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Are There More Mosquitoes This Year Than Usual?

A female yellow fever mosquito (Aedes aegypti) feeds on human skin. The species, along with the Asian tiger mosquito (Aedes albopictus), spread Zika, a virus that University of Florida assistant professor of medical entomology Barry Alto is hoping to fight through better detection. (Photo courtesy UF's Institute of Food and Agricultural Sciences)

This story is part of Untold Florida: Your Story, Your Neighborhood, a WUFT News series built from your questions. In the second half of this two-part edition, we will explore why some residents seem to be noticing more mosquitoes this year than in previous years. In the first part, we looked into the weather patterns of north central Florida and investigated why some areas consistently appear to receive less rain than others. 

Several people have mentioned to Untold Florida that there seem to be more mosquitoes this year than normal.

Above: Hear "Untold Florida" podcast host Henry Coburn report this and other stories about the effects of summer rain in and around Gainesville.

Alachua County Health Department environmental health director Anthony Dennis said high mosquito populations are due, at least in part, to standing water.

“It's that time of the year, we have a lot of standing water around the county from summer rainfall," Dennis said. "We're actually still recovering from you know, hurricanes last year where we got a lot of, as you've noticed, the prairie is still flooded. So we're getting a lot of mosquito breeding.”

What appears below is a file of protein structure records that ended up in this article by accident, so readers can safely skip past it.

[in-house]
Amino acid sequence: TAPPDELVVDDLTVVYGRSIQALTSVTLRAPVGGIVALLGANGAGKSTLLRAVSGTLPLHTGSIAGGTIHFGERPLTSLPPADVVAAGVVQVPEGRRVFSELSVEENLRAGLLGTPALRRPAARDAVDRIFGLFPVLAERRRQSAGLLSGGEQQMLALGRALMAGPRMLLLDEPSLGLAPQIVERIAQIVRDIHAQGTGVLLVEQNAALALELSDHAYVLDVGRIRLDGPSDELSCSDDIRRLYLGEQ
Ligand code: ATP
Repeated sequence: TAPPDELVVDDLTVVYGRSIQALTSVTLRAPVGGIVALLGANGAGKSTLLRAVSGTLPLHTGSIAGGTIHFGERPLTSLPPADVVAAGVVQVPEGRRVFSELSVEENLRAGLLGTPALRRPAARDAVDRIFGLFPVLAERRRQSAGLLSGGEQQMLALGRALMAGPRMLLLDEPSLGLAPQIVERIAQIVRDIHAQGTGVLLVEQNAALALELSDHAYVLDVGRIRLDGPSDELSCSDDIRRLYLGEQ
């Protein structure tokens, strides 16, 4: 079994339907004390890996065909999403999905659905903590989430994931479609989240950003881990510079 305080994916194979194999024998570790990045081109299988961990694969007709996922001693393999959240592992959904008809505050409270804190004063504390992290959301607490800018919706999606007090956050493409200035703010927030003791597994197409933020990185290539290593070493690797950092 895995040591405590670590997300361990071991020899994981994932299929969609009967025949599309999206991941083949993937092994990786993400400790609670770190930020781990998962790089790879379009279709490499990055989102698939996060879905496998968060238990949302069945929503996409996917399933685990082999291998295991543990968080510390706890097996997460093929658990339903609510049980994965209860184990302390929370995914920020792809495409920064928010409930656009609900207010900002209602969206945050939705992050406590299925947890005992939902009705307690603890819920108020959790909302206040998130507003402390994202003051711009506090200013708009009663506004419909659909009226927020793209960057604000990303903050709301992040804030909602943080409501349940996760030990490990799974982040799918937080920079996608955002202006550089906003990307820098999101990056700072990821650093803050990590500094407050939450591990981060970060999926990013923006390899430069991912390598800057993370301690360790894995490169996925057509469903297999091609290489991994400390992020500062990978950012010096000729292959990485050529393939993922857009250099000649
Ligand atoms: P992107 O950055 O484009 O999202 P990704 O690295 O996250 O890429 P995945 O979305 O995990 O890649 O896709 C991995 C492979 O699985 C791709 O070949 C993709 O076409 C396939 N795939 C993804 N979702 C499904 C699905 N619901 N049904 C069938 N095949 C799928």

However, mosquitoes aren’t just bad because they bite, they carry a variety of dangerous diseases: West Nile Virus, Dengue Fever, Zika virus and Eastern Equine Encephalitis, or Triple E,  to name a few.

The Alachua Department of Health issued a warning at the end of July about Triple E because the department's surveillance network detected the virus in the area using chickens.

According to Dennis, chickens are one of the ways the health department monitors for mosquito-borne illnesses.

“So we monitor mosquito activity in Alachua county several ways," Dennis said. "One is we have sentinel chicken flocks. We have six flocks strategically placed around the county, and blood samples are collected from those sentinels weekly and tested for the presence for the antibody to certain mosquito-borne diseases.”

According to the Centers for Disease Control, Triple E kills about 30% of the people who contract it.

In addition to things like fevers, headaches and muscle aches, Triple E can cause more severe progressive problems, ranging from minimal brain dysfunction to personality disorders, seizures and paralysis.

Dennis said it is likely the virus ended up in the area because of the emu farms and the horse training and breeding in Alachua county.

Because of the virus’s presence in the area, the health department is reminding people to take precautions against mosquitoes.

Use insect repellant and cover up when outdoors, and avoid bodies of standing water.

“It's amazing, you know, how small amount of water can breed a tremendous number of mosquitoes," Dennis said.

Things like tires, flower pots, broken appliances, garbage cans and poorly maintained swimming pools can all become the spawning ground for mosquitoes.

Health officials agree that with the mosquito-borne illness in the area, it’s better to be safe than sorry.

Henry is a reporter for WUFT News who can be reached by calling 352-392-6397 or emailing news@wuft.org.